Composite image of six album covers featured in this month's roundup.

Local Music Singles Roundup: August 2023

Local Music Reviews

School is coming back, and it’s hot on our trail! Savor every last moment of vacation heat by checking out our August Local Music Singles Roundup! Sunbathe by the pool with Emily Hicks’ “Canned Wine,” or take over the final few nights of the summer while blaring No Jure’s “Judgement Day.” Whatever you’re doing to wrap up the summer season, you can rely on SLUG to keep your soundtrack company.

Christian Harris

Street: 06.04
Christian Harris = J. Cole + Frank Ocean x Warren G

With “Afeni,” the first single off a newly released EP, Christian Harris reminds me why I loved Mac Miller so much. It was never about how fast MM could throw rhymes but instead about creating a tasteful and jazzy sonic space where he could mumble his lyrics that speak to exhaustion and suffering. Harris touches on this hushed, tortured-artist rap with “Afeni.” A shiny jazz piano floats above the lyrics while dominant seventh chords and a leisurely, punchy beat hold everything up from below. Harris, a buttery baritone vocalist, speaks about what could be the life of rap legend Tupac’s mother, Afeni Shakur. In that context and perspective, Harris’ lyrics pack a meaningful punch. “Afeni” could easily yield hours of research and entertainment for young listeners; it’s a track that would do Tupac proud.–Mary Culbertson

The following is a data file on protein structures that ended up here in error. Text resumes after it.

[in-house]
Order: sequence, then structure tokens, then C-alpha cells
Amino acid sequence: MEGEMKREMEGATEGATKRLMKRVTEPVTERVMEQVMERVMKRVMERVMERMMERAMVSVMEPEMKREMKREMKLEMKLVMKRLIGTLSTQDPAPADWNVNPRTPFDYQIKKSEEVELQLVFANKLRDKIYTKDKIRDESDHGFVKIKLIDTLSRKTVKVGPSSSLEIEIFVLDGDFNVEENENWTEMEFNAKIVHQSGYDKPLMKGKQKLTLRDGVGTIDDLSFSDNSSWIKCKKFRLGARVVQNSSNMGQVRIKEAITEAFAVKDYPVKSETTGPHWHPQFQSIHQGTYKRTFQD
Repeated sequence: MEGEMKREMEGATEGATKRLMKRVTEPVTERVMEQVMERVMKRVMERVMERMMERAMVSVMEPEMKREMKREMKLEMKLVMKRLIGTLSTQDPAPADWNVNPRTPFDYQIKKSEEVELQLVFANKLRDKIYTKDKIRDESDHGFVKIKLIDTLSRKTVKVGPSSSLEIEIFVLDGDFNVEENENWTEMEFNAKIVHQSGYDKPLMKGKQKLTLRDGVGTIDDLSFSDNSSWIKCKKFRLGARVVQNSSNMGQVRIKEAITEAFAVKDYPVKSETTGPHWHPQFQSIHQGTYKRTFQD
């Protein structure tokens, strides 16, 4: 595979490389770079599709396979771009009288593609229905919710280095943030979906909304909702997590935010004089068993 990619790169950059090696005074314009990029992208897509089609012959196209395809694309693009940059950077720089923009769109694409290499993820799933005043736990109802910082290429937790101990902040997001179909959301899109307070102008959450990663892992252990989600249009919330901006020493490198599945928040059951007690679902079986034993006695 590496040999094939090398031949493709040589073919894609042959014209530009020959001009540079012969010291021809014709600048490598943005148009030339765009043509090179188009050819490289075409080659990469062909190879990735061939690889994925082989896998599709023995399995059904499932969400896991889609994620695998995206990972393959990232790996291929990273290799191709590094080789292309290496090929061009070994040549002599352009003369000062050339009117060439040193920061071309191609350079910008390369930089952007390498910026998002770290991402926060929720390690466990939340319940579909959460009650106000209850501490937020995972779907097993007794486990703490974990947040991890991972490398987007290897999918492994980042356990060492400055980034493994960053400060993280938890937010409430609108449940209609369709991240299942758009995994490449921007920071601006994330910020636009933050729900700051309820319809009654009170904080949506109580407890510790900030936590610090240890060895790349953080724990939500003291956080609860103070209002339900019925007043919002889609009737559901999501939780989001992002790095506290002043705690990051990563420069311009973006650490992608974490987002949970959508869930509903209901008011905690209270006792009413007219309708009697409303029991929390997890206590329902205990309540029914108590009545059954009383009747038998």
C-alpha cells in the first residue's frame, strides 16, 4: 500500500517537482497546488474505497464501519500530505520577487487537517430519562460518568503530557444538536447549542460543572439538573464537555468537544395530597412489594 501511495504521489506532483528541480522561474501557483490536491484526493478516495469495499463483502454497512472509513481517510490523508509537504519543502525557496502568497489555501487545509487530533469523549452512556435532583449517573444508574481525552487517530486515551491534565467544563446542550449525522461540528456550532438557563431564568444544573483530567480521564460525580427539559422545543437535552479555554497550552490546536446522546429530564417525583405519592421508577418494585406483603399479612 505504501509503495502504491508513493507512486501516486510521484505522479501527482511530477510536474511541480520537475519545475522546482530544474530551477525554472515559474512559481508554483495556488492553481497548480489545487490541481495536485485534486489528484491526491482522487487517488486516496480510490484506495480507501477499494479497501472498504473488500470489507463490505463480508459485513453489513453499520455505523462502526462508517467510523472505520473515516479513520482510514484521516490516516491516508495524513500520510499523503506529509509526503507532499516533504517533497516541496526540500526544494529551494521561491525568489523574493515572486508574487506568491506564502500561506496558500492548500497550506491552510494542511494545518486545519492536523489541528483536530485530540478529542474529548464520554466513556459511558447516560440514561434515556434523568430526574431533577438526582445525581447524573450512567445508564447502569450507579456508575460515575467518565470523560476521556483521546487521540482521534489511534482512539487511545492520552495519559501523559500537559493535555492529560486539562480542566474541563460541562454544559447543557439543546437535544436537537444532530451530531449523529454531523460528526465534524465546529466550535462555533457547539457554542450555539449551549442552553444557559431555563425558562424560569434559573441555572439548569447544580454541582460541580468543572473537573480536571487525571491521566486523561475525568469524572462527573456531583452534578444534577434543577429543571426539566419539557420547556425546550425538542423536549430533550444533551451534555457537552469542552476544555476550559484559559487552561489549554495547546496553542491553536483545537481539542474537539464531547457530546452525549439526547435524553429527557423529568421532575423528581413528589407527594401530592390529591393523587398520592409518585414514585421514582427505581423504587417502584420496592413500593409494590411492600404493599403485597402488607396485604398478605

Emily Hicks
“Canned Wine”

Street: 06.02
Emily Hicks = ’90s Garth Brooks + Fearless-era Taylor Swift

Akin to a Christmas ham or a birthday cake, Emily Hicks posits canned wine—the latest white-girl-wasted alcohol craze after we burned ourselves out on seltzers—as a metonymic stand-in for sartorial ceremonies. To Hicks, these dangerously yummy aluminum tins are liquid harbingers of summer shenanigans. “Raise it up, pink red or white / If you’re ready for a real good time / All you need is one / To get a special kind of drunk,” she sings in ode on the chorus. She extols its virtues—fancier than beer, easier than mixing a cocktail, the perfect companion to “talk[ing] shit from the couch”—over a country-pop instrumental as lackadaisical as her lyrical preoccupations. The trend of young musicians proclaiming to have concocted the “song of the summer” has become an eye roll–worthy TikTok meme, but Emily Hicks might actually be on to something with this breezy, poolside rallying cry.–Audrey Lockie


Jack and the Fun-Guys
“Water Song”

Street: 05.01
Jack and the Fun-Guys = Beach Boys + Grateful Dead

If you haven’t listened to Jack and the Fun-Guys before, you’re really missing out. Right off the bat, “Water Song” lives up to its name by transporting you to a picturesque beach in July, complete with clear waters and a light breeze. I was mesmerized by the complete harmony between the many moving parts in this song. The surf-rock bass line and saxophone work in tandem to create a complex, relaxed musical flow perfect for catching waves. The plunky keyboard and tinny production quality bring me back to live recordings of Grateful Dead shows. “Water Song” is a total playlist essential for any summertime event. If you love your bands more jammy with a hint of brass, I’d highly recommend listening to this single and trying to catch Jack and the Fun-Guys live. You won’t be disappointed! –Elle Cowley